William S. Lind, whose columns on Fourth Generation warfare I've been following for a couple of years now, speculated about what might be in store in his 300th column, on April 21. I made a note to comment on it, but got sidetracked by the surge of jihadist propaganda.
Anyway, here's Lind, on April 21, at LewRockwell.com (emphasis added):
"...foreign policy failures and military defeats – or even more embarrassing "victories" – become just two of a larger series of crises, including the economic crisis (depression followed by runaway inflation), foreign exchange crisis (collapse of the dollar), political crisis (no one in the Establishment knows what to do, but the Establishment offers the voters no alternative to itself), energy crisis, etc. Together, these discrete crises snowball into a systemic crisis, which is what happens when the outside world demands greater change than the political system permits. At that point, the political system collapses and is replaced by something else. In the old days, it meant a change of dynasty. What might it mean today? My guess is a radical devolution, at the conclusion of which life is once again local.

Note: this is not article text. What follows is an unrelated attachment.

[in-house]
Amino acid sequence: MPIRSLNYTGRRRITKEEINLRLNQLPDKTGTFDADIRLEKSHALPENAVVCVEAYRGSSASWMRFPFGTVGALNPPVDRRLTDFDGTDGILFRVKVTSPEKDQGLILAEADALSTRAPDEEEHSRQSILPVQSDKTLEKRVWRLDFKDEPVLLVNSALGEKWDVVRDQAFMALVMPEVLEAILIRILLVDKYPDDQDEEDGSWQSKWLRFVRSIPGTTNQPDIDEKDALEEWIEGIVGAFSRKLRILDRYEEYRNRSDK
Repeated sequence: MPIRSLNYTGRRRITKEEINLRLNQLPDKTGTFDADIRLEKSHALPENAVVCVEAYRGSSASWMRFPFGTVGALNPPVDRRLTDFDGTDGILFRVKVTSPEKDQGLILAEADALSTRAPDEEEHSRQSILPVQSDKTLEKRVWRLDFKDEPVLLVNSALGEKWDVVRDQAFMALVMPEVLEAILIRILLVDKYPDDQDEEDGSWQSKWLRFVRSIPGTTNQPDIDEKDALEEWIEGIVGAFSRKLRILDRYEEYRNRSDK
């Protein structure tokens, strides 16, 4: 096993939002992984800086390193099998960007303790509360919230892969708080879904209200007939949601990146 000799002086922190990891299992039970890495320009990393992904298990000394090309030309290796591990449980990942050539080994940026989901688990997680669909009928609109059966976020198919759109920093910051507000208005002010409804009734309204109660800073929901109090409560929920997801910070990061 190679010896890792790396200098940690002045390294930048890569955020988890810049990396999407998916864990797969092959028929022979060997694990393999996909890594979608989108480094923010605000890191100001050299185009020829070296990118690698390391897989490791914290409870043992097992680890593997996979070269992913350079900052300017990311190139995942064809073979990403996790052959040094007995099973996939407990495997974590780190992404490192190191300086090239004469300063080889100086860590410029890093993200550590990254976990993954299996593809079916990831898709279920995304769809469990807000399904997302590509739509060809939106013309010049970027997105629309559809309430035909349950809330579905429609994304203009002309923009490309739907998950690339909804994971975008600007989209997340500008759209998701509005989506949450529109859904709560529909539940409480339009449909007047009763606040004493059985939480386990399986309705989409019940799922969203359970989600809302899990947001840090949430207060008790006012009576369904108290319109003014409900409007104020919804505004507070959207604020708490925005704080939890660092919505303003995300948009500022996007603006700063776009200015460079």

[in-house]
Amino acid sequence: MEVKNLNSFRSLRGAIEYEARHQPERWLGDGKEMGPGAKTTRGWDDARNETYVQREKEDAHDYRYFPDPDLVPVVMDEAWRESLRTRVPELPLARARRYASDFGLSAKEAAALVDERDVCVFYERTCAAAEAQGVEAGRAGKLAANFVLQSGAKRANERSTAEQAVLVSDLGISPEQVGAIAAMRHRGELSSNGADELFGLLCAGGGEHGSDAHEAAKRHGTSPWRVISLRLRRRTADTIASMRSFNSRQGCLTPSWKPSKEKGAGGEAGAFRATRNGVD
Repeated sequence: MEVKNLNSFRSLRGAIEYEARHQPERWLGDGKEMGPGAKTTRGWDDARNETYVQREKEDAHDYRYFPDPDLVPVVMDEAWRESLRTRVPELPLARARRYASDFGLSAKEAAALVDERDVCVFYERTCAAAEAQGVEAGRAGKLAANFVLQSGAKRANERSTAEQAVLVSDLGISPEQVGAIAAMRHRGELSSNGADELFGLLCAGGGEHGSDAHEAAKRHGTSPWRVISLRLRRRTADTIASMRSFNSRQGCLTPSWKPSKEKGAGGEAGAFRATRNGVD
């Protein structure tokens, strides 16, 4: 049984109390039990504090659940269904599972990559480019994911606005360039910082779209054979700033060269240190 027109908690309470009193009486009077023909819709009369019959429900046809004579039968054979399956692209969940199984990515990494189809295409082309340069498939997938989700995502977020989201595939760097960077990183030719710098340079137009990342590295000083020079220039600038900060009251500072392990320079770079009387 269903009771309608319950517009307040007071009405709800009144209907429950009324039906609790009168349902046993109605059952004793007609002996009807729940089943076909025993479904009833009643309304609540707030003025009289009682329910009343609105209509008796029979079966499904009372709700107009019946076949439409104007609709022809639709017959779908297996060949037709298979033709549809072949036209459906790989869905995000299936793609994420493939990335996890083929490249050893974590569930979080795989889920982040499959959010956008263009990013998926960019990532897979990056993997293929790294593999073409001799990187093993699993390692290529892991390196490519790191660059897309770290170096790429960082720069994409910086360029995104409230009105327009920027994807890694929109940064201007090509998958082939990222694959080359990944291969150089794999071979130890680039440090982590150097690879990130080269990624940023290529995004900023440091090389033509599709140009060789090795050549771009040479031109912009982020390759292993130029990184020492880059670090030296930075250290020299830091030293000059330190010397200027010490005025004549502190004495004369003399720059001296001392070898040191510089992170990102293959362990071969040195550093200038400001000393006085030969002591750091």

That would be, on the whole, a happy outcome. But I fear this will be a trip where the journey is not half the fun.
All of which reminds me of another quote, a bit more poetic but saying much the same thing, from about 13 years ago:
"The future is all around us, waiting, in moments of transition, to be born in moments of revelation. No one knows the shape of that future or where it will take us. We know only that it is always born in pain."